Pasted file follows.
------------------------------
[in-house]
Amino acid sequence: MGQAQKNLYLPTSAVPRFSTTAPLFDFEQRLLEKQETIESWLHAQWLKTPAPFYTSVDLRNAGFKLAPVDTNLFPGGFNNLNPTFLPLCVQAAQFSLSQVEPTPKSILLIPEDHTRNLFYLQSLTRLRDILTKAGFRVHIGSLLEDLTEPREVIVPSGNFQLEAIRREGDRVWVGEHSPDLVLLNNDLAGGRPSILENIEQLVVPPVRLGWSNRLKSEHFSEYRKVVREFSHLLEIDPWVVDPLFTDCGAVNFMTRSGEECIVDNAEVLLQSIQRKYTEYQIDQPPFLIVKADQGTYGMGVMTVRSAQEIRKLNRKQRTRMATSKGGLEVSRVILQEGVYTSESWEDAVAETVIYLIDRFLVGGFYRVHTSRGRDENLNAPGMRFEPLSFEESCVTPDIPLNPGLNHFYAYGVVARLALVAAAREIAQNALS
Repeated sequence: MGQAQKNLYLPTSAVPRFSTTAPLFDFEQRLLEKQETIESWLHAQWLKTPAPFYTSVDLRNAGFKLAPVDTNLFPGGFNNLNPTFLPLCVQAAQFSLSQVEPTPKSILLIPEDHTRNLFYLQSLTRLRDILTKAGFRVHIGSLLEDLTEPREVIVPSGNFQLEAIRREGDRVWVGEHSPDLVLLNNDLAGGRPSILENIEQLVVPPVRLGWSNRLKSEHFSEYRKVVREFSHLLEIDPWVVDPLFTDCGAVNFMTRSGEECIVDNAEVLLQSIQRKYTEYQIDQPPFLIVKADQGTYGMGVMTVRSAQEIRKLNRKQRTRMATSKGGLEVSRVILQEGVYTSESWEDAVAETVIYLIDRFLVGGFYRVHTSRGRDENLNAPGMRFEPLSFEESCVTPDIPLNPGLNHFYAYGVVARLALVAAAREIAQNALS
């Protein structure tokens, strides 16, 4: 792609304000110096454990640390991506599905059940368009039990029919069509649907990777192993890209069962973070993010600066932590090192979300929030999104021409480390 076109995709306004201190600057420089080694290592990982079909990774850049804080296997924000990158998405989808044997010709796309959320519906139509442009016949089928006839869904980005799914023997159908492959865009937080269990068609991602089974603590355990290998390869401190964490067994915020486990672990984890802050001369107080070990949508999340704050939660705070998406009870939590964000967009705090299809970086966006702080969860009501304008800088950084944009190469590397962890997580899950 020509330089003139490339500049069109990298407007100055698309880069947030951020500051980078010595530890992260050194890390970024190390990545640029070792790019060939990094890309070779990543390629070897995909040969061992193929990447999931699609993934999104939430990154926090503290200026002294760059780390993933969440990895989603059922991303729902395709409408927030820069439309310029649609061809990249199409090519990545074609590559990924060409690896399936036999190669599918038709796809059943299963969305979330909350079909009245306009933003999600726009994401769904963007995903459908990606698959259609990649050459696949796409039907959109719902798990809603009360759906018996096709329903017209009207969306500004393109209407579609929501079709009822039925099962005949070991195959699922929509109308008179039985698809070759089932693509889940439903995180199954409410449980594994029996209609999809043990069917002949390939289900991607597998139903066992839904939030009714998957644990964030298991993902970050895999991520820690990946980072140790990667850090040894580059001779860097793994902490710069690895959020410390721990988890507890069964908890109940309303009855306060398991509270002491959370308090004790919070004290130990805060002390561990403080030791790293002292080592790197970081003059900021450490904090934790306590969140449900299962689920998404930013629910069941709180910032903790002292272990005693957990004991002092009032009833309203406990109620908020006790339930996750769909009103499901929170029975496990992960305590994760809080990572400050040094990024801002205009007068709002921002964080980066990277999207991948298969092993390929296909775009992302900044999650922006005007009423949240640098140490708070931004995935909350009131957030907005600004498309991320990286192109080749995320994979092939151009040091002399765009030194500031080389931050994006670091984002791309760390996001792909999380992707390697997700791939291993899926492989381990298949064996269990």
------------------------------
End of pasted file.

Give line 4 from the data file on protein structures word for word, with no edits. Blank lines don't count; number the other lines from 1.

């Protein structure tokens, strides 16, 4: 792609304000110096454990640390991506599905059940368009039990029919069509649907990777192993890209069962973070993010600066932590090192979300929030999104021409480390 076109995709306004201190600057420089080694290592990982079909990774850049804080296997924000990158998405989808044997010709796309959320519906139509442009016949089928006839869904980005799914023997159908492959865009937080269990068609991602089974603590355990290998390869401190964490067994915020486990672990984890802050001369107080070990949508999340704050939660705070998406009870939590964000967009705090299809970086966006702080969860009501304008800088950084944009190469590397962890997580899950 020509330089003139490339500049069109990298407007100055698309880069947030951020500051980078010595530890992260050194890390970024190390990545640029070792790019060939990094890309070779990543390629070897995909040969061992193929990447999931699609993934999104939430990154926090503290200026002294760059780390993933969440990895989603059922991303729902395709409408927030820069439309310029649609061809990249199409090519990545074609590559990924060409690896399936036999190669599918038709796809059943299963969305979330909350079909009245306009933003999600726009994401769904963007995903459908990606698959259609990649050459696949796409039907959109719902798990809603009360759906018996096709329903017209009207969306500004393109209407579609929501079709009822039925099962005949070991195959699922929509109308008179039985698809070759089932693509889940439903995180199954409410449980594994029996209609999809043990069917002949390939289900991607597998139903066992839904939030009714998957644990964030298991993902970050895999991520820690990946980072140790990667850090040894580059001779860097793994902490710069690895959020410390721990988890507890069964908890109940309303009855306060398991509270002491959370308090004790919070004290130990805060002390561990403080030791790293002292080592790197970081003059900021450490904090934790306590969140449900299962689920998404930013629910069941709180910032903790002292272990005693957990004991002092009032009833309203406990109620908020006790339930996750769909009103499901929170029975496990992960305590994760809080990572400050040094990024801002205009007068709002921002964080980066990277999207991948298969092993390929296909775009992302900044999650922006005007009423949240640098140490708070931004995935909350009131957030907005600004498309991320990286192109080749995320994979092939151009040091002399765009030194500031080389931050994006670091984002791309760390996001792909999380992707390697997700791939291993899926492989381990298949064996269990």